The constructed worlds of Thomas Demand

Thomas DEMAND
German 1964–
Badezimmer / Bathroom 1997
C-Print / Perspex
160.0 × 122.0 cm
Courtesy Taka Ishii Gallery, Sprüth Magers Berlin London, Esther Schipper, Berlin, Matthew Marks Gallery
© Thomas Demand, VG Bild-Kunst, Bonn / VISCOPY, Sydney

When you look at the work of Thomas Demand, at some point you realise that what you are looking at cannot be real. As this becomes apparent you understand that you are looking at a paper simulation of the world.

Demand’s early studies, in the 1980s and early 90s, were in sculpture and he built his constructions out of paper and cardboard. At this time, photography was simply the tool the artist used to document his sculptural work. Around 1993, however, an important shift occurred in Demand’s practice. His meticulously constructed objects were no longer the final works. The photographs that had previously served as an efficient means of recording his ephemeral sculptures instead became Demand’s prime interest. From this point on his models existed, not to be seen as three-dimensional sculptures but, to be photographed in two-dimensions.

The act of building his sculptural subjects  is a bit like the architectural process and involves drawings, plans, engineering, even quantity surveying. A finished work may contain hundreds of thousands of hand-cut and assembled paper elements. Another of the more extraordinary things about his constructions is their scale. Demand extrapolates and estimates dimensions of the elements in his source images and then reconstructs them at life-size. The environs Demand builds have an amazing fidelity.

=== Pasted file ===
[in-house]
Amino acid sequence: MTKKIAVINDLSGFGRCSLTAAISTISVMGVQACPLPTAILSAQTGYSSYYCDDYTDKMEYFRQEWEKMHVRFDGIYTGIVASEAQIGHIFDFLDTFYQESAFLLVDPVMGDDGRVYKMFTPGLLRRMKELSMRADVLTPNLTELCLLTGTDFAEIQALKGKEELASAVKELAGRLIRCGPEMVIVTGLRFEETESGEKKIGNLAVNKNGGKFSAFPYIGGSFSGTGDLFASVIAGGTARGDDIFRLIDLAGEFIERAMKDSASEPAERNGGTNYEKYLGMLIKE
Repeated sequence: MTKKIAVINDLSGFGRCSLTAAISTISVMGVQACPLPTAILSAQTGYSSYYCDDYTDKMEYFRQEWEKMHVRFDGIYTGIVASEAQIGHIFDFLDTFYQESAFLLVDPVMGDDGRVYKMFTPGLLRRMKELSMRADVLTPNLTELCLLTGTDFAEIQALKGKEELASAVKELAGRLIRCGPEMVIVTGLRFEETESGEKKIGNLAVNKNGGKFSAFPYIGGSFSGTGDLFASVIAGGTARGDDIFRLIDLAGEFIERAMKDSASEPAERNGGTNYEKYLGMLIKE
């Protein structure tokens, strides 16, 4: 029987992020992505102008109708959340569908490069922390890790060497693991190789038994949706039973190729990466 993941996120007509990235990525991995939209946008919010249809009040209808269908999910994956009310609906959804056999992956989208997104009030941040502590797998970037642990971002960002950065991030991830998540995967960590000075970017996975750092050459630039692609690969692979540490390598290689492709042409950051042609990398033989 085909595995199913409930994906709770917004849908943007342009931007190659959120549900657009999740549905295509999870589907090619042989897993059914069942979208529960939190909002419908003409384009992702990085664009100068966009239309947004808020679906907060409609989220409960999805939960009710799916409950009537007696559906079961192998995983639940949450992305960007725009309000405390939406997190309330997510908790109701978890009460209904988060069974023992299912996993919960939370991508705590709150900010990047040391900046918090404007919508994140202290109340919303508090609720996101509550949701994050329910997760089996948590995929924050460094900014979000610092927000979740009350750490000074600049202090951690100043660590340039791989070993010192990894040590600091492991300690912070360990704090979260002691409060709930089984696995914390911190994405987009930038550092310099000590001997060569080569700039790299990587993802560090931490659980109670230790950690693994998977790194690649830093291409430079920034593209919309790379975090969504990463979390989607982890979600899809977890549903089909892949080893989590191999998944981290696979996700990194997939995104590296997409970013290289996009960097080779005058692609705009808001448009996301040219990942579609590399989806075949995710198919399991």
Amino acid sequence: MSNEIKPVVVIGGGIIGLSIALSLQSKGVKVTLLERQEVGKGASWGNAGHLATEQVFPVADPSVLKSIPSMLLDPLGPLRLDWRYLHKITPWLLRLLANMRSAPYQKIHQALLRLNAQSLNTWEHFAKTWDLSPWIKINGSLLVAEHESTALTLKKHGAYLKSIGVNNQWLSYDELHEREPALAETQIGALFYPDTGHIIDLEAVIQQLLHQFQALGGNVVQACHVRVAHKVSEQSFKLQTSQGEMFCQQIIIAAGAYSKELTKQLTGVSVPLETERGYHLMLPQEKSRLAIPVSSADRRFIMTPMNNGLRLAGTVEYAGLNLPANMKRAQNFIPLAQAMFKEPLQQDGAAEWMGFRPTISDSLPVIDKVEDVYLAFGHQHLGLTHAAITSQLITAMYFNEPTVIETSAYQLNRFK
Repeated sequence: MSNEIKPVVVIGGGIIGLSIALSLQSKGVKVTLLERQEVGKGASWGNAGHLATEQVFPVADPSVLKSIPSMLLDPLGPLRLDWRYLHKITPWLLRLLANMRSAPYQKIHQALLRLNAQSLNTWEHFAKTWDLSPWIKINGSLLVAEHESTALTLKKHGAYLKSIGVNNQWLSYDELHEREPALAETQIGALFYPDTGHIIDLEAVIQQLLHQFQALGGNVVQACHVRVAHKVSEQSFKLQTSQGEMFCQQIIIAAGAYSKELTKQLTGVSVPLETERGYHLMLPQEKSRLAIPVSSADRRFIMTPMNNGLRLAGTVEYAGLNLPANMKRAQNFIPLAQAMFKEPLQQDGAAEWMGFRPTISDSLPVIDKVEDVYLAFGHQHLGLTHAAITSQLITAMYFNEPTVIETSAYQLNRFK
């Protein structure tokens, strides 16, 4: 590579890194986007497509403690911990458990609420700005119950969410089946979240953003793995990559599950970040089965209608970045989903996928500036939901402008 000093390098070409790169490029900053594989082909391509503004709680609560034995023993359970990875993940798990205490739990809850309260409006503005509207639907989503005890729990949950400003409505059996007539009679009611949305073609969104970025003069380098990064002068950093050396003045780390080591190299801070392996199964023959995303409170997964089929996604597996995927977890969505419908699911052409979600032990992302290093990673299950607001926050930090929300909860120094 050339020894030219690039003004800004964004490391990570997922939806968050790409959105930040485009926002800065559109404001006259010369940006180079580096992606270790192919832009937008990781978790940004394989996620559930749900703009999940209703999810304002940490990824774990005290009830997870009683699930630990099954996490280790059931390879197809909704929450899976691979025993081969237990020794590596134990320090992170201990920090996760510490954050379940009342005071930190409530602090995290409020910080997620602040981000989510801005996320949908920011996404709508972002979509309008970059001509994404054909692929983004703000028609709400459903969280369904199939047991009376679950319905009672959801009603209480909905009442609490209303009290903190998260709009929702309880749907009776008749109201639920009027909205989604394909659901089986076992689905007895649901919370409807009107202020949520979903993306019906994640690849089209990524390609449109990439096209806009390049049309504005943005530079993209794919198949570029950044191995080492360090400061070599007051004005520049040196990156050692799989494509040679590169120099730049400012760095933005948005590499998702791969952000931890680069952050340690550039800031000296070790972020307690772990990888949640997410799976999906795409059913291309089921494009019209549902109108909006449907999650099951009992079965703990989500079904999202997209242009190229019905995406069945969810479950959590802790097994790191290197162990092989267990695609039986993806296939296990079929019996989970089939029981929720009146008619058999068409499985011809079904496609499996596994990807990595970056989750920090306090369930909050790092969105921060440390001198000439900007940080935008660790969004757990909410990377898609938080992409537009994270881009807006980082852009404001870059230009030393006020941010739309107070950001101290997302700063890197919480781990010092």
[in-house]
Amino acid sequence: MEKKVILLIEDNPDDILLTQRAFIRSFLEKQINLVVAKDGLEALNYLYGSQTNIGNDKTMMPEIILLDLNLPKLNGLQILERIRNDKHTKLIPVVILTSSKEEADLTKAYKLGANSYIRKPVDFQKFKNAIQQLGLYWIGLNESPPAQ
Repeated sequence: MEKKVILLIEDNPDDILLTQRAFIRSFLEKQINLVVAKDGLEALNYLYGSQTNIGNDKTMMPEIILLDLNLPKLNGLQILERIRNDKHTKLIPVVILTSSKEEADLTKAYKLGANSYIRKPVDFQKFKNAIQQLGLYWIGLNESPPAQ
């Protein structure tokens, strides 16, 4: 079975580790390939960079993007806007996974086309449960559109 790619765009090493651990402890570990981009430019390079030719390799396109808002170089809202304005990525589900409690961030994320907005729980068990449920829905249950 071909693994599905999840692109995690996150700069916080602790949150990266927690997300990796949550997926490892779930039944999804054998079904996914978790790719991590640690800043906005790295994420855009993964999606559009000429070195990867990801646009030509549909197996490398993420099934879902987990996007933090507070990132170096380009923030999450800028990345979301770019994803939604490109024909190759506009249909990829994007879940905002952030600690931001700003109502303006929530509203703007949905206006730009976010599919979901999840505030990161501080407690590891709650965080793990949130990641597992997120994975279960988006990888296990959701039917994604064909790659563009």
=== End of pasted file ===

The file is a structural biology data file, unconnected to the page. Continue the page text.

In the process of making his photographs, Demand literally inhabits the structures he builds, walking in and around them. He does so not only to find the right position to photograph from, but also to establish a relationship with a place. Demand describes this act as unsettling, saying, ‘When I walk around them I feel a strange sense of destabilisation. You transpose yourself to a time and place in which you could never be’. The scale of his models enables him to physically relate to them as if to the original object or scene – a model bath is big enough to sit in and a forest clearing is large enough to enter and walk through. Demand’s working process therefore enables him to have physical encounters with things, places and times that exist elsewhere or in the past.

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